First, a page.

Bees (Apoidea: Anthophila) form a monophyletic group of at least 100 Myrs old including today approximately 19667 described species (Ascher, J. S. & J. Pickering. 2010). Due to their strong relationship with flowering plants they play a crucial role for most terrestrial ecosystems providing pollination services for a big number of angiosperms. 

The European fauna counts 2048 species of bees with 69 genera (Polaszek, 2005) most of them being present in the xeric ecosystems of Mediterranean region.


A percentage of 9.2% of bees (of 1965 analyzed species) are considered threatened in all of Europe (Nieto et all, 2015).

A high proportion of threatened bee species are endemic to Europe (20.4%, 400 species) highlighting the responsibility that European countries have to protect the global populations of these species.

The species richness of bees increases from north to south in Europe, with the highest species richness being found in the Mediterranean climate zone. In particular, the Iberian, Italian and Balkan peninsulas are important areas of species richness. Regarding the distribution of endemic species, southern Europe shows the highest concentration of endemism.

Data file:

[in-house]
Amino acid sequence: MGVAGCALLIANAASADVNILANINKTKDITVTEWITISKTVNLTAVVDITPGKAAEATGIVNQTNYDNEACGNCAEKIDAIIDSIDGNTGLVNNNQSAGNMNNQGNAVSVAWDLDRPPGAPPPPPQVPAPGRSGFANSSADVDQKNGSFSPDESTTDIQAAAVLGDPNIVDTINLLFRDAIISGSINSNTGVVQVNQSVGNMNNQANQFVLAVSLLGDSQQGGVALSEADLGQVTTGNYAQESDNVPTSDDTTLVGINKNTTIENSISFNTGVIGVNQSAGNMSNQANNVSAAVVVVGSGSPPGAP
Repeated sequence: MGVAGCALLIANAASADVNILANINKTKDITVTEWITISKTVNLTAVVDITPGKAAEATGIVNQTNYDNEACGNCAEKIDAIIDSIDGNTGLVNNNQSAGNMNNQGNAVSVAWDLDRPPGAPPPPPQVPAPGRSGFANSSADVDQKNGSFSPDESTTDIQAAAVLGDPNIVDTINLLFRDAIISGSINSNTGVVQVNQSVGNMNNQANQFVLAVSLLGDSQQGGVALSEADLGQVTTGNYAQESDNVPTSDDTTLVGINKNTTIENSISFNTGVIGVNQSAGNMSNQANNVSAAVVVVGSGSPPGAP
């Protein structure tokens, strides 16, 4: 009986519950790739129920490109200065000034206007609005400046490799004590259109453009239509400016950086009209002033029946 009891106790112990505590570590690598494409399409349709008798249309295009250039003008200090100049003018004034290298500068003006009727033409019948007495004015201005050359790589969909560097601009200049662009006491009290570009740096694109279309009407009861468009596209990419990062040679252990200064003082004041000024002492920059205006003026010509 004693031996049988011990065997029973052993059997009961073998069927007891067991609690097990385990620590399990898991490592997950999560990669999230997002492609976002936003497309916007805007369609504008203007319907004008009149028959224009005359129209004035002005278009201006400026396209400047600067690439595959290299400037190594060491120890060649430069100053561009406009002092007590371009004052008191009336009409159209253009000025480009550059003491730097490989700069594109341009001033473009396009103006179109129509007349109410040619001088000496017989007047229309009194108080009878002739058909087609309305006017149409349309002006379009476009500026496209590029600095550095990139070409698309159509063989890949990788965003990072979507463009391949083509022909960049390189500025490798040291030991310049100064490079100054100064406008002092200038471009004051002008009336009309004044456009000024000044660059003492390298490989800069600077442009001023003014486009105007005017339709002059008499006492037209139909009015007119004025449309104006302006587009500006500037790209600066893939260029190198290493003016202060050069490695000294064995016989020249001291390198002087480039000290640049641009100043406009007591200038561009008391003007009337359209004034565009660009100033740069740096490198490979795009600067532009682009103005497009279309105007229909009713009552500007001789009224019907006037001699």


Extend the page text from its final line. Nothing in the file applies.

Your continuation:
The main threat to European bees is habitat loss as a result of agriculture intensification (e.g.,changes in agricultural practices including the use of pesticides and fertilizes), urban development, increased frequency of fires and climate change.

The number of bees recorded in Romanian fauna during a period of 150 years is over 700 species. 
Due to the Romania’s position at the confluence between pannonic, continental, alpine, steppe and pontic (around the Black Sea) biogeographical regions (EEA, 2001) fauna include species with various origins and distribution. Thus, the Romanian bee fauna must presumably be rich and divers and the presence of more species cannot be excluded mostly from the south of the country.

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